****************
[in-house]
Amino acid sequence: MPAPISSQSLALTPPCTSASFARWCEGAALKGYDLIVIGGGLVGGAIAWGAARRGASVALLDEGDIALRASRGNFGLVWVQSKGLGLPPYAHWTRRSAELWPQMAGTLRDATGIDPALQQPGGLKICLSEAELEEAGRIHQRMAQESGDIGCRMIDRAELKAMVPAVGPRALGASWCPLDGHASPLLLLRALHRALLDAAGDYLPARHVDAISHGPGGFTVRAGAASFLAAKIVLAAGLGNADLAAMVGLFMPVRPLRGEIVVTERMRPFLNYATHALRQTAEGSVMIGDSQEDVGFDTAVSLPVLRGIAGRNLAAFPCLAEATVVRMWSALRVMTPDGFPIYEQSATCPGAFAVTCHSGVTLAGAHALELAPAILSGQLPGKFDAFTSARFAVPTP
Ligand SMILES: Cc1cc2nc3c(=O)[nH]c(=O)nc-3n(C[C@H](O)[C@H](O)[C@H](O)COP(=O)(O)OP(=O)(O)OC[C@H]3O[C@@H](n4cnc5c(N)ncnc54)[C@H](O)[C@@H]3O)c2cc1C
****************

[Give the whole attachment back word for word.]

[in-house]
Amino acid sequence: MPAPISSQSLALTPPCTSASFARWCEGAALKGYDLIVIGGGLVGGAIAWGAARRGASVALLDEGDIALRASRGNFGLVWVQSKGLGLPPYAHWTRRSAELWPQMAGTLRDATGIDPALQQPGGLKICLSEAELEEAGRIHQRMAQESGDIGCRMIDRAELKAMVPAVGPRALGASWCPLDGHASPLLLLRALHRALLDAAGDYLPARHVDAISHGPGGFTVRAGAASFLAAKIVLAAGLGNADLAAMVGLFMPVRPLRGEIVVTERMRPFLNYATHALRQTAEGSVMIGDSQEDVGFDTAVSLPVLRGIAGRNLAAFPCLAEATVVRMWSALRVMTPDGFPIYEQSATCPGAFAVTCHSGVTLAGAHALELAPAILSGQLPGKFDAFTSARFAVPTP
Ligand SMILES: Cc1cc2nc3c(=O)[nH]c(=O)nc-3n(C[C@H](O)[C@H](O)[C@H](O)COP(=O)(O)OP(=O)(O)OC[C@H]3O[C@@H](n4cnc5c(N)ncnc54)[C@H](O)[C@@H]3O)c2cc1C